Millions of retirees will see the future value of their pension cut owing to a planned change in the way payments are calculated from 2030.
Many of those with so-called defined benefit workplace pensions see their pension payments increase each year in line with the rising cost of living.
The way this annual rise is calculated is expected to become less generous from February 2030.
Chancellor Rishi Sunak ruled out making a change any earlier.
Women and new retirees will be hardest hit by the changes which were revealed in documents released alongside the chancellor’s Spending Review, but not mentioned in Mr Sunak’s speech.
Over time, the value of their pensions could be thousands of pounds less than they might have expected. A 65-year-old now will see their total retirement income drop by 4% or 5% compared with their expectations. That is an £8,000 drop for a 65-year-old woman with average life expectancy.
The proposed changes do not affect the state pension, which will rise by 2.5% in April in line with the government’s triple-lock promise.
Investors – often pension funds – who buy index-linked gilts (government debt sometimes linked to RPI inflation) would have been hit harder had the change been made earlier. However, there will not be any compensation for those affected, the chancellor has decided.
From 2030, there could be some benefit to commuters and those paying back student loans, owing to the changes.
What happens under these plans?
The rising cost of living is calculated using various measures, including the Retail Prices Index (RPI) measure of inflation.
National statisticians believe this is no longer a valid measure, saying that other measurements are more reliable.
As a result, in 2030 RPI is likely to be aligned with another, newer, measure of inflation called CPIH, which is the Consumer Prices Index plus housing costs. This is generally lower, often by about 0.8%, although the gap is currently narrower.
The chancellor could have signalled a change as early as 2025, but said no change should occur before 2030.
Some financial products and bills are pegged to RPI, when they increase each year.
They include interest on student loans, and the annual rise in rail fares.
However, the most significant link is to the majority of defined benefit (often final salary linked) workplace pensions in the private sector.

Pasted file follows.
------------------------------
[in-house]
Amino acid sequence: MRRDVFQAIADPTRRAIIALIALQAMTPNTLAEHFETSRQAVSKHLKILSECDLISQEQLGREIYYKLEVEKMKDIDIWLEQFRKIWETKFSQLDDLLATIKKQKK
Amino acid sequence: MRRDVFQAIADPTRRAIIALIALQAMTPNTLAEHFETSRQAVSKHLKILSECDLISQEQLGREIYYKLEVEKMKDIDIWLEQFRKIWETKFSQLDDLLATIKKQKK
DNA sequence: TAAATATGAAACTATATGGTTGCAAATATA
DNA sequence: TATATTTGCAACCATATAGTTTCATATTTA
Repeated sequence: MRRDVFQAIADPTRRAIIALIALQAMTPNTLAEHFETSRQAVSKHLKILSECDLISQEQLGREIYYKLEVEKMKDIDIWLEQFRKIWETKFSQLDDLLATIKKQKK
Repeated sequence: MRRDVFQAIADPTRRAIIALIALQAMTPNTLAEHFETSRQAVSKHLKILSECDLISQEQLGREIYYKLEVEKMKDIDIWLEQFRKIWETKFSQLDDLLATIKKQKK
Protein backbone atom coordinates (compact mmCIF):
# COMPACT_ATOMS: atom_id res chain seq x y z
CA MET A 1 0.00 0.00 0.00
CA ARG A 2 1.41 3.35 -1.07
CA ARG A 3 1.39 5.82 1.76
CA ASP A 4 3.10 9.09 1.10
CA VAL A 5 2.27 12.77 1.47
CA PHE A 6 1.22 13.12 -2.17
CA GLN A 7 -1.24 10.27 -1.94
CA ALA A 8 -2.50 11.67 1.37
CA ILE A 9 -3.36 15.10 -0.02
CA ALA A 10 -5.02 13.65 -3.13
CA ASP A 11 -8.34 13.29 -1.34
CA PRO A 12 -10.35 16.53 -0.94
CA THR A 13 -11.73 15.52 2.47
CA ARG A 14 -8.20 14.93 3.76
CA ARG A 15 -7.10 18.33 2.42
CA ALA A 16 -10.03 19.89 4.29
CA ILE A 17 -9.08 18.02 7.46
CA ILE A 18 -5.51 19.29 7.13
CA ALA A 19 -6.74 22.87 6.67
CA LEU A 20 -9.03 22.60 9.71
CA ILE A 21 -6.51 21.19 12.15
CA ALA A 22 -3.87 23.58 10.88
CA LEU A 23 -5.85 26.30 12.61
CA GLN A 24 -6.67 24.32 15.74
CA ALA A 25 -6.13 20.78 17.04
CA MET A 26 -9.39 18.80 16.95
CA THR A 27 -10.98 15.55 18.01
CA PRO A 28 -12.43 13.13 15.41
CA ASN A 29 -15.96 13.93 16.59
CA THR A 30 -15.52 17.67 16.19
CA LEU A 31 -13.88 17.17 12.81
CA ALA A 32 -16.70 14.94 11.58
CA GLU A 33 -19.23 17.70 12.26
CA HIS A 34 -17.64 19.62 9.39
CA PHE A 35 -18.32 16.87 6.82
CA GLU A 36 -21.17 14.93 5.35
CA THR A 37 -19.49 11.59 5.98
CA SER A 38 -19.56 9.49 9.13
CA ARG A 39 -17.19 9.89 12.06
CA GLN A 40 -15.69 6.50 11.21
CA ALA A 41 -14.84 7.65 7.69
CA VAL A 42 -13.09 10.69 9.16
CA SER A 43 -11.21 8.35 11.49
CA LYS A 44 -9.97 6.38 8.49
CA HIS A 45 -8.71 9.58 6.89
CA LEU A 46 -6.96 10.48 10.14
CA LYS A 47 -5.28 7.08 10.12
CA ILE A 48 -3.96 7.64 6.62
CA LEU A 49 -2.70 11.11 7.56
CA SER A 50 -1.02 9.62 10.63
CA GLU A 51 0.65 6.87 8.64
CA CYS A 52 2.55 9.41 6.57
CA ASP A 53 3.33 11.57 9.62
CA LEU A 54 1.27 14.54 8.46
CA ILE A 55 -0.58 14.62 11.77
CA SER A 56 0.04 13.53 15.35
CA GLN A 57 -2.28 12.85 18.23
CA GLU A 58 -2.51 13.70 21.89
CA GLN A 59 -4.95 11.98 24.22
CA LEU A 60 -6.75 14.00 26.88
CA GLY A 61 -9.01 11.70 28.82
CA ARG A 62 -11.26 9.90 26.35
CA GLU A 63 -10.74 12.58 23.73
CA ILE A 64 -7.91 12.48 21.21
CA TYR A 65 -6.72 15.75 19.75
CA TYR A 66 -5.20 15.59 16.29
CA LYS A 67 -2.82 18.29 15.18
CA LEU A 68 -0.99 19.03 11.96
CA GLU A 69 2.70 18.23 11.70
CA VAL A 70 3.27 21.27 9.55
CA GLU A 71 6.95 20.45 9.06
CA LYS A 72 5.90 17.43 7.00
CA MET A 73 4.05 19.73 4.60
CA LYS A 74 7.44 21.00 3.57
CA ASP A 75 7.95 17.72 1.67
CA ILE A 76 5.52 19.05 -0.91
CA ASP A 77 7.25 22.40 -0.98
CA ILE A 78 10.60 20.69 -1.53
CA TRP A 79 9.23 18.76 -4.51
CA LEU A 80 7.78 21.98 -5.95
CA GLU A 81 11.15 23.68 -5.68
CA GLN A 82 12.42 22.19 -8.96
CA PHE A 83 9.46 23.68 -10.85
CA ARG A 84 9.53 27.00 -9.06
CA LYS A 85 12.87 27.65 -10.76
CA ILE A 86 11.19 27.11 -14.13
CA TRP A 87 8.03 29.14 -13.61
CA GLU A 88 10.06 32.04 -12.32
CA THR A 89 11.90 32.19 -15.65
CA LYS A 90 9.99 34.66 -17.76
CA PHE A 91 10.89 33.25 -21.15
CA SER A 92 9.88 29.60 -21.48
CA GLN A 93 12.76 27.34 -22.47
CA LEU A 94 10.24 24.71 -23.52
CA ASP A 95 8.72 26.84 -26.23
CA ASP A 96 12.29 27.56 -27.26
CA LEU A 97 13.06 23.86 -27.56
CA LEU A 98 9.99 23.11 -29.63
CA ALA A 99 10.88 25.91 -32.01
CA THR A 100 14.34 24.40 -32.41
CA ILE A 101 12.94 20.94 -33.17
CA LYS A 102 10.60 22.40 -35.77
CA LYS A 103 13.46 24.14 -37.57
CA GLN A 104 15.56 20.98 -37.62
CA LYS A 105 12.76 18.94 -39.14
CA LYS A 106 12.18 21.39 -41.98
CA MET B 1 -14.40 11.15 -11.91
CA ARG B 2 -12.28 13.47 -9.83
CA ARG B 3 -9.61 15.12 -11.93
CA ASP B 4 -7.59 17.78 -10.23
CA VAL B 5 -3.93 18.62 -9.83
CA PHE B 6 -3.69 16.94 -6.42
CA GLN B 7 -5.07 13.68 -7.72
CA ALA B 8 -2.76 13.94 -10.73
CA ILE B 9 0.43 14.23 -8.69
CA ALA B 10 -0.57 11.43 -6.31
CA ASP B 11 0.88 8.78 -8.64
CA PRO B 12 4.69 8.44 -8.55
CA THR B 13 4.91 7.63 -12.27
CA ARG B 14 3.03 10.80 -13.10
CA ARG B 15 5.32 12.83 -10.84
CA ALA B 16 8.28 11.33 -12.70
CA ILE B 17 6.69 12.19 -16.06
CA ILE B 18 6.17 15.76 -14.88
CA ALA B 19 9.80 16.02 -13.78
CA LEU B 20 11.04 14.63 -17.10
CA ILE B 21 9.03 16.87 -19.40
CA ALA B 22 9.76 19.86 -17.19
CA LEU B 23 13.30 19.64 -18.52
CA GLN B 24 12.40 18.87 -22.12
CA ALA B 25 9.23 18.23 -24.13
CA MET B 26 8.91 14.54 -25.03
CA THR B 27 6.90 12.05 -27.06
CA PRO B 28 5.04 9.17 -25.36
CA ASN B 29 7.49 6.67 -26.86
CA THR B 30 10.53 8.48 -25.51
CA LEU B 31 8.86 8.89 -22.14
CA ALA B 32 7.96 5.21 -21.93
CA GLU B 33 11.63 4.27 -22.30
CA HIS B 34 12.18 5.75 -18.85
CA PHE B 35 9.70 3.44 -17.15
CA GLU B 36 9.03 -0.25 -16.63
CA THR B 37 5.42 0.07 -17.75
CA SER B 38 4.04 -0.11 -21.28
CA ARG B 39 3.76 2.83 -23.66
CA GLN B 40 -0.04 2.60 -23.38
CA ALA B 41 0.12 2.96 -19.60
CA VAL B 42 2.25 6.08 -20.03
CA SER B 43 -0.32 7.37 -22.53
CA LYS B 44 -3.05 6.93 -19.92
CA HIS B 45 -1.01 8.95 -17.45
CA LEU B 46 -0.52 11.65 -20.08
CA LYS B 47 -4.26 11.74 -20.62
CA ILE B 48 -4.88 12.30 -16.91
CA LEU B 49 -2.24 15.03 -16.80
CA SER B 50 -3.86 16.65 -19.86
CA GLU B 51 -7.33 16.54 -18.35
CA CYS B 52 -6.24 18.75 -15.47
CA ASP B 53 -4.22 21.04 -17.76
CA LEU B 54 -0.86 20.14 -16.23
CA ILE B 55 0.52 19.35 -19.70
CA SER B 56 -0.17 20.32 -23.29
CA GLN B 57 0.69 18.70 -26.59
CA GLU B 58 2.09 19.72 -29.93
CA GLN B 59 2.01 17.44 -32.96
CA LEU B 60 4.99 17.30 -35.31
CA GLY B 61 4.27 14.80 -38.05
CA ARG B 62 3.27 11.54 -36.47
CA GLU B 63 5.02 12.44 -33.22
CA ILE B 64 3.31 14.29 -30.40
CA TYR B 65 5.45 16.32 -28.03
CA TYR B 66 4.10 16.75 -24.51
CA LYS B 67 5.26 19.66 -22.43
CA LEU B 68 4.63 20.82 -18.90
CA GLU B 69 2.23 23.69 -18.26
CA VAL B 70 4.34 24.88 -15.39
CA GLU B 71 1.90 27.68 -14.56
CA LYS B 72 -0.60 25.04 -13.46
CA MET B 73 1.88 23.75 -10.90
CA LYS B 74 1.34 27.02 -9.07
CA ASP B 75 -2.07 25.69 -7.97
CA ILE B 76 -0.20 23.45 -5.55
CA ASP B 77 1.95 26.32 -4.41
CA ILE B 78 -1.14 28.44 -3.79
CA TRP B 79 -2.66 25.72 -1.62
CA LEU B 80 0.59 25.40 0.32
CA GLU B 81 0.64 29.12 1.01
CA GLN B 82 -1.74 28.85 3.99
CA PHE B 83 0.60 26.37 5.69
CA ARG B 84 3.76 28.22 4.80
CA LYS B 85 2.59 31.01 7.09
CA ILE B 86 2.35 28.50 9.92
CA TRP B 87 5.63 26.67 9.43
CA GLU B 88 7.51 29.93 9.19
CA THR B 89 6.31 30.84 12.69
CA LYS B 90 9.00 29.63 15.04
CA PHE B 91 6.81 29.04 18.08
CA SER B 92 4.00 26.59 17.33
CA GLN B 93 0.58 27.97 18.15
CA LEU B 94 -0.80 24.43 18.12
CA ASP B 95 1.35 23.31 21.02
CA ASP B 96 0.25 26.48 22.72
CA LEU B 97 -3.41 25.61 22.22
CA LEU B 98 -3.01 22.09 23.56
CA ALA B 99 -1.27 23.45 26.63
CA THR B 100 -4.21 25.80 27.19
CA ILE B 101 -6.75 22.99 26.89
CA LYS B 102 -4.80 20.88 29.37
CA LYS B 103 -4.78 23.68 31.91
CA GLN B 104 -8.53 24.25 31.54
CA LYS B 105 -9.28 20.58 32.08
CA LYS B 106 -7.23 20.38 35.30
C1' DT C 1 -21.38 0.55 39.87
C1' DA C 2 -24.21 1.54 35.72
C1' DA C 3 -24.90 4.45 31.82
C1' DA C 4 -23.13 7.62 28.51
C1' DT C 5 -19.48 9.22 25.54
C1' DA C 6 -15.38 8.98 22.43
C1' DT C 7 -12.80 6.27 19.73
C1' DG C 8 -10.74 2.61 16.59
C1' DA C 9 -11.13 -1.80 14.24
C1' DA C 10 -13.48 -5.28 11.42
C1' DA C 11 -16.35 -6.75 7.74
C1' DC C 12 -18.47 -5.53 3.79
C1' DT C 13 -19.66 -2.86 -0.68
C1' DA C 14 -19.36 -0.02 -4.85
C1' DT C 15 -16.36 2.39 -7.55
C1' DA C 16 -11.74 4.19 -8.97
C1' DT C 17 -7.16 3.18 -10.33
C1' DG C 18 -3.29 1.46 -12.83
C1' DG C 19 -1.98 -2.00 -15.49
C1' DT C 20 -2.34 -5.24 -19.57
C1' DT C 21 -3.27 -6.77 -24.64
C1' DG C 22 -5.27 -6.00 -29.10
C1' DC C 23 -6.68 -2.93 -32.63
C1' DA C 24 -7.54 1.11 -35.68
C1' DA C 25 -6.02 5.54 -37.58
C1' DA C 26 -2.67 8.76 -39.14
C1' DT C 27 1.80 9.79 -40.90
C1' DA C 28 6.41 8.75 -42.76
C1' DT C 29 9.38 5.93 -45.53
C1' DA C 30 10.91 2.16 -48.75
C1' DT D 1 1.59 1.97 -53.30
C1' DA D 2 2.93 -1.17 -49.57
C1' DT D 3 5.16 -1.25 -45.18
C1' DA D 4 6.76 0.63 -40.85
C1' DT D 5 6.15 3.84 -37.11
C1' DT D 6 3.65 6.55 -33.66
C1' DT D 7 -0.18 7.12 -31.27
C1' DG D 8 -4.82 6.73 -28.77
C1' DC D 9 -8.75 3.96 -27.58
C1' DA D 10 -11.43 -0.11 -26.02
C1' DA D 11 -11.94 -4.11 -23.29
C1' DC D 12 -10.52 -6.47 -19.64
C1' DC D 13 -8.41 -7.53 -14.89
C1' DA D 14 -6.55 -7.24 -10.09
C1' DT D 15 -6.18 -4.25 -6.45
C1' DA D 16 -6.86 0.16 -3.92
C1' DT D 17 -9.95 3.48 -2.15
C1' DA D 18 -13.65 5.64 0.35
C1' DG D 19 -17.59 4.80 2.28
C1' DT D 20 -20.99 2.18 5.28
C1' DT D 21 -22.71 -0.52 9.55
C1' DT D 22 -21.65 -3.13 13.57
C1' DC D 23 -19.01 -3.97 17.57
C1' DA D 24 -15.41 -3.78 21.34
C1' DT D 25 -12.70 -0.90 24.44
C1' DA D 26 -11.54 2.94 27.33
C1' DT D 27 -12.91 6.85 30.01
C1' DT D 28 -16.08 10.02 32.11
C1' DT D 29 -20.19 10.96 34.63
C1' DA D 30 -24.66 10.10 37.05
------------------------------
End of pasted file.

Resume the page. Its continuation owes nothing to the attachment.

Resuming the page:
Each year, retirees see their pension increased in line with inflation, as measured by RPI. The same is true of workplace pension pots where contributions have stopped, usually because the holder has moved job but is not yet old enough to draw the pension.
In 2010, George Osborne as chancellor switched public sector pension annual uprating from RPI to the, mostly-lower, Consumer Prices Index (CPI) measure of inflation.
Who is worst affected?
As RPI will most likely be lower from 2030 than people would otherwise have expected, so the annual increase in their pension will be lower than they had planned.
Women (who live longer) and new retirees (who face years of a less generous pension from 2030) would be affected the most, according to the Pensions Policy Institute.
Investors – particularly pension funds – also hold index-linked gilts, which is government debt linked to RPI inflation. These would also become less valuable if RPI was lower.
But, pension funds would also pay out less to members in retirement – so how big a hit they face depends on their mix of their investments and what they have to pay out to pensioners.
The chancellor ruled out reforming RPI before 2030 because current 10-year index-linked gilts would have matured by then. Anyone investing in them from now will be aware of the change.
Why the issue is not closed
Tom Selby, from investment firm AJ Bell, said: “From 2030 onwards the message is unequivocal: if you are negatively impacted by this, tough. The government is clear it will not provide any kind of compensation to those who lose out as a result of the downgrade in the value of RPI.”
Official statisticians say RPI should be reformed earlier, irrespective of the effects, but others oppose the move.
“We regret the government’s decision that the change should not be made before 2030,” said Sir David Norgrove, who chairs the UK Statistics Authority.
“It is UK Statistics Authority policy to address the shortcomings of the RPI in full at the earliest practical time. The change we propose can legally and practically be made by the authority in February 2030.
“We continue to urge the government and others to cease to use the RPI, a measure of inflation which the Government itself recognises is not fit for purpose.”
But Stian Westlake, chief executive of the Royal Statistical Society, said: “The government’s plan to replace RPI with CPIH is a clear case of using the wrong tool for the job. CPIH is a totally different measure which produces totally different results – and it may have negative consequences for consumers, workers and savers
“As the CPIH is to replace the RPI, then a full review should be conducted to look into what the possible consequences will be, and how to avoid the likely problems.”